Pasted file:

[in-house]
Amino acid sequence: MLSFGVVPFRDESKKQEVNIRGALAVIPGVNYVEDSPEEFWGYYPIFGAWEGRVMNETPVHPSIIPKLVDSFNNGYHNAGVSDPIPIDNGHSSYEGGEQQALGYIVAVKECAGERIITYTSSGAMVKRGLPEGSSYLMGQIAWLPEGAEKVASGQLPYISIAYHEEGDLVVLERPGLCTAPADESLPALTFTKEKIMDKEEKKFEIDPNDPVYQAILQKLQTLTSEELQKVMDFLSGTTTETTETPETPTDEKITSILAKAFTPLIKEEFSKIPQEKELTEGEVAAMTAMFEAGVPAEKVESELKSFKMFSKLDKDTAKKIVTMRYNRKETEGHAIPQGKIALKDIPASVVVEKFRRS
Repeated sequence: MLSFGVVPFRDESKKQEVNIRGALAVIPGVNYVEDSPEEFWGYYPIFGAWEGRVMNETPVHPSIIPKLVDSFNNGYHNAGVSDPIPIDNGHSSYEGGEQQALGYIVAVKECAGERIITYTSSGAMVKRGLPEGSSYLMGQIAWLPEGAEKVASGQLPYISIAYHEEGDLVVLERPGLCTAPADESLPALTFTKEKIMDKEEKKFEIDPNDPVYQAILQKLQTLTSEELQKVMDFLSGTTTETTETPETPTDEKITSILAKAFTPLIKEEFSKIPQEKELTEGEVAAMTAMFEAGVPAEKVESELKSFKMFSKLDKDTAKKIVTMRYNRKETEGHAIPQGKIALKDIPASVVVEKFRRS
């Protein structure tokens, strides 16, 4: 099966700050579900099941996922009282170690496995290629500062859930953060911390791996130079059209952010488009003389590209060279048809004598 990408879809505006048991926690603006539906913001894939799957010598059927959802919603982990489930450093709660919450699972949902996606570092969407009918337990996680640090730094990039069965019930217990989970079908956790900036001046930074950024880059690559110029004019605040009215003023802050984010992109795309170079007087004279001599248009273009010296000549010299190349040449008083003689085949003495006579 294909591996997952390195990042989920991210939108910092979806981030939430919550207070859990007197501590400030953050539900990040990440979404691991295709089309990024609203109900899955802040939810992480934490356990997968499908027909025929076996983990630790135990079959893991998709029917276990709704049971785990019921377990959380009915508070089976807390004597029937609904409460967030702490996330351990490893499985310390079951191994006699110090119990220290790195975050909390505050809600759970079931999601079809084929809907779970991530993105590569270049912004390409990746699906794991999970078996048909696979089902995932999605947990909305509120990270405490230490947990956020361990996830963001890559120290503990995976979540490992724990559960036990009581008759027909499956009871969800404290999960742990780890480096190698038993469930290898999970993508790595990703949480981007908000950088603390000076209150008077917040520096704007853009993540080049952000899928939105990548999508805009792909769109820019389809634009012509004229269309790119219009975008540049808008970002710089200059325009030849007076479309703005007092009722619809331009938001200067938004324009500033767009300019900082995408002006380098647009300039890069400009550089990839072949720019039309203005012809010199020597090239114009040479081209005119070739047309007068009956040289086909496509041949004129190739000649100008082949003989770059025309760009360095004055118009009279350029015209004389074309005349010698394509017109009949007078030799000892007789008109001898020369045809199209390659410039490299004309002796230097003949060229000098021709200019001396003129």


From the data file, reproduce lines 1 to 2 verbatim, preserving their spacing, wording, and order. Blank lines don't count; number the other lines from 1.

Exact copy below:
[in-house]
Amino acid sequence: MLSFGVVPFRDESKKQEVNIRGALAVIPGVNYVEDSPEEFWGYYPIFGAWEGRVMNETPVHPSIIPKLVDSFNNGYHNAGVSDPIPIDNGHSSYEGGEQQALGYIVAVKECAGERIITYTSSGAMVKRGLPEGSSYLMGQIAWLPEGAEKVASGQLPYISIAYHEEGDLVVLERPGLCTAPADESLPALTFTKEKIMDKEEKKFEIDPNDPVYQAILQKLQTLTSEELQKVMDFLSGTTTETTETPETPTDEKITSILAKAFTPLIKEEFSKIPQEKELTEGEVAAMTAMFEAGVPAEKVESELKSFKMFSKLDKDTAKKIVTMRYNRKETEGHAIPQGKIALKDIPASVVVEKFRRS